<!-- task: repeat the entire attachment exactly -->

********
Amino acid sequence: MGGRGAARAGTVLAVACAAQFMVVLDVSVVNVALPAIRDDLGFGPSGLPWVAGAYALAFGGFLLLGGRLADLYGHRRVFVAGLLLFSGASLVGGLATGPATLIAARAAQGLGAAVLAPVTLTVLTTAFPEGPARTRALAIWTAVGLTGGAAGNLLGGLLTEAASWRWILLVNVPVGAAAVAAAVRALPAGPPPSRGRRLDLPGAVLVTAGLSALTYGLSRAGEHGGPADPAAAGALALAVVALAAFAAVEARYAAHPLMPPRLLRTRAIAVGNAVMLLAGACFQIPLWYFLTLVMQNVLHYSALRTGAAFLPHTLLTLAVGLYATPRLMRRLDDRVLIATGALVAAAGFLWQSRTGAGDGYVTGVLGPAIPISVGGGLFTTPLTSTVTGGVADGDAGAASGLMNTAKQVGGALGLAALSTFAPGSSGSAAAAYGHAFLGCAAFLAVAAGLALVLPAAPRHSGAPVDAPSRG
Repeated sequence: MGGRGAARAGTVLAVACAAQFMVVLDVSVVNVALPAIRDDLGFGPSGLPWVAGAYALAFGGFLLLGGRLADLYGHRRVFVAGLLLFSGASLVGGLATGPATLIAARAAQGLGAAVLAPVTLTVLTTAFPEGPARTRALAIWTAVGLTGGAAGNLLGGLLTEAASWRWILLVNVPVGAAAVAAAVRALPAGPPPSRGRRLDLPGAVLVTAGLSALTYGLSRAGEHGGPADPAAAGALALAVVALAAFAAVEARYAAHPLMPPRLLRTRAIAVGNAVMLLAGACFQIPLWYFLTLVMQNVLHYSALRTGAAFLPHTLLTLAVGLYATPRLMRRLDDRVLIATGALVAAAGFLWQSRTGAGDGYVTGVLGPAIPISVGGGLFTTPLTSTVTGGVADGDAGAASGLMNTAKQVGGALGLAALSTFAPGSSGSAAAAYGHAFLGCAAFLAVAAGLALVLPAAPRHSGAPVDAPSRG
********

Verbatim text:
Amino acid sequence: MGGRGAARAGTVLAVACAAQFMVVLDVSVVNVALPAIRDDLGFGPSGLPWVAGAYALAFGGFLLLGGRLADLYGHRRVFVAGLLLFSGASLVGGLATGPATLIAARAAQGLGAAVLAPVTLTVLTTAFPEGPARTRALAIWTAVGLTGGAAGNLLGGLLTEAASWRWILLVNVPVGAAAVAAAVRALPAGPPPSRGRRLDLPGAVLVTAGLSALTYGLSRAGEHGGPADPAAAGALALAVVALAAFAAVEARYAAHPLMPPRLLRTRAIAVGNAVMLLAGACFQIPLWYFLTLVMQNVLHYSALRTGAAFLPHTLLTLAVGLYATPRLMRRLDDRVLIATGALVAAAGFLWQSRTGAGDGYVTGVLGPAIPISVGGGLFTTPLTSTVTGGVADGDAGAASGLMNTAKQVGGALGLAALSTFAPGSSGSAAAAYGHAFLGCAAFLAVAAGLALVLPAAPRHSGAPVDAPSRG
Repeated sequence: MGGRGAARAGTVLAVACAAQFMVVLDVSVVNVALPAIRDDLGFGPSGLPWVAGAYALAFGGFLLLGGRLADLYGHRRVFVAGLLLFSGASLVGGLATGPATLIAARAAQGLGAAVLAPVTLTVLTTAFPEGPARTRALAIWTAVGLTGGAAGNLLGGLLTEAASWRWILLVNVPVGAAAVAAAVRALPAGPPPSRGRRLDLPGAVLVTAGLSALTYGLSRAGEHGGPADPAAAGALALAVVALAAFAAVEARYAAHPLMPPRLLRTRAIAVGNAVMLLAGACFQIPLWYFLTLVMQNVLHYSALRTGAAFLPHTLLTLAVGLYATPRLMRRLDDRVLIATGALVAAAGFLWQSRTGAGDGYVTGVLGPAIPISVGGGLFTTPLTSTVTGGVADGDAGAASGLMNTAKQVGGALGLAALSTFAPGSSGSAAAAYGHAFLGCAAFLAVAAGLALVLPAAPRHSGAPVDAPSRG